Rushdie’s Life On The Run Is Now A Book
London: Controversial Mumbai-born writer Salman Rushdie’s life on the run when he was under death threats for his novel ‘The Satanic Verses’ , is the subject of his new book, titled Joseph Anton.
The release of the book, published by Jonathan Cape, was accompanied by a BBC documentary on his ordeal.
In the book, New York-based Rushdie, 65, reportedly reveals how he stayed in 20 different ‘safe houses’ in Britain, and paid secret visits to friends such as writers Ian McEwan and Hanif Kureishi.
Joseph Anton is the name Rushdie selected to conceal his identity. He conjured his alias from two of his literary heroes, Joseph Conrad and Anton Chekhov.
In the BBC documentary, Rushdie talks of “being 41 and thinking it pretty unlikely I would see my 42nd birthday. The police told me to lie low for a few days and let the politicians sort it out” .
He lived in several places in Wales, including a bed and breakfast hotel run by a former policeman, rented cottages in Somerset, Gloucestershire and Oxfordshire, and then settled in the Bishops Avenue in north London.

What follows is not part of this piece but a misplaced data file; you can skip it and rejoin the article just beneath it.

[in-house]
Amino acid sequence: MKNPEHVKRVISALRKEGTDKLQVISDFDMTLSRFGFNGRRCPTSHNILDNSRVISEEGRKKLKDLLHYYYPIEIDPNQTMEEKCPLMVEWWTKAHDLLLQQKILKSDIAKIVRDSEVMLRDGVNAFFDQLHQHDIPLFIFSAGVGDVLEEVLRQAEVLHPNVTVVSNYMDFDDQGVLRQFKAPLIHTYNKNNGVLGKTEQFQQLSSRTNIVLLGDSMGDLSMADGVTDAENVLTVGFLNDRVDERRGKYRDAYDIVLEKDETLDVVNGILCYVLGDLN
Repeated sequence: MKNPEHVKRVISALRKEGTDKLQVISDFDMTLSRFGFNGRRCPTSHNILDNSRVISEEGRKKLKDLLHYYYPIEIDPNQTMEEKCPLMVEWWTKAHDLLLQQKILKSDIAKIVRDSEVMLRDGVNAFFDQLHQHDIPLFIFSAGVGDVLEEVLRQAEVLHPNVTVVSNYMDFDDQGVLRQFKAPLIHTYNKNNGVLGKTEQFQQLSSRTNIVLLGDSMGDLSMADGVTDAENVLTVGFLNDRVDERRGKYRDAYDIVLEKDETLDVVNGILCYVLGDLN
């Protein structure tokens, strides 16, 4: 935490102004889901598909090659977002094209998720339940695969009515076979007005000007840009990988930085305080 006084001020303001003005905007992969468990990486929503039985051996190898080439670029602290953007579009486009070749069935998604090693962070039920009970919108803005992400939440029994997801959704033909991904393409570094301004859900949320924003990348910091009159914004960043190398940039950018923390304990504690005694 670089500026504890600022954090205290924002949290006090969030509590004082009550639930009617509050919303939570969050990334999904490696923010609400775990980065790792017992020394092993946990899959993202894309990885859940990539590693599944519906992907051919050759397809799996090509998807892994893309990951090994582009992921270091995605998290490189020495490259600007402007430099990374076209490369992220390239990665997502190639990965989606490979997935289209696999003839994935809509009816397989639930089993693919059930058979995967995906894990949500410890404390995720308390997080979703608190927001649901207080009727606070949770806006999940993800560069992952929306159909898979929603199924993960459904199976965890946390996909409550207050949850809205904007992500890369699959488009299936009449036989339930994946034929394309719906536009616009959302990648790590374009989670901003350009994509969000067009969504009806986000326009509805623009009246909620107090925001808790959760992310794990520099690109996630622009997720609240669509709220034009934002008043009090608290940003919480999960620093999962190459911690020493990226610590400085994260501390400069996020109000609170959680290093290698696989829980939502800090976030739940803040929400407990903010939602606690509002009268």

As violent protests broke out this month in West Asia over the anti-Islam film, there were reports that semi-official Iranian religious foundation, headed by Ayatollah Hassan Saneii, has raised the bounty for Rushdie from $2.8 million to $3.3 million.
Rushdie termed the threat a latest product of the “outrage industry” adding that there is “no evidence” of people being interested in the bounty, a report in ABC News said.
“This was essentially one priest in Iran looking for a headline,” Rushdie said referring to Khomeini’s decree in 1989.
He was speaking at a bookstore in Manhattan where he was promoting his memoir ‘Joseph Anton’ which details his life in hiding following the fatwa.
Rushdie has described the anti-Islam movie as a “malicious” attempt to provoke people.
“I think he (the filmmaker) has done something malicious, and that is a very different thing from writing a serious novel.
“He is clearly set out to provoke, and he has obviously unleashed a much bigger reaction than he hoped for. One of the problems with defending free speech is you often have to defend people that you find to be outrageous and unpleasant and disgusting,” Rushdie had said in an interview earlier this week.
In a letter to booksellers, coinciding with the launch of his memoir, Rushdie expressed gratitude to the American writers who “gathered together in a show of almost complete unity to defend freedom of speech” after the fatwa was issued against him.
Rushdie said he will “never forget” that “the independent booksellers of America put the book (The Satanic Verses) in windows, mounted special displays, and courageously stood up for freedom against censorship, refusing to allow the choices of American readers to be limited by the threats of an angry despotic cleric far away”.
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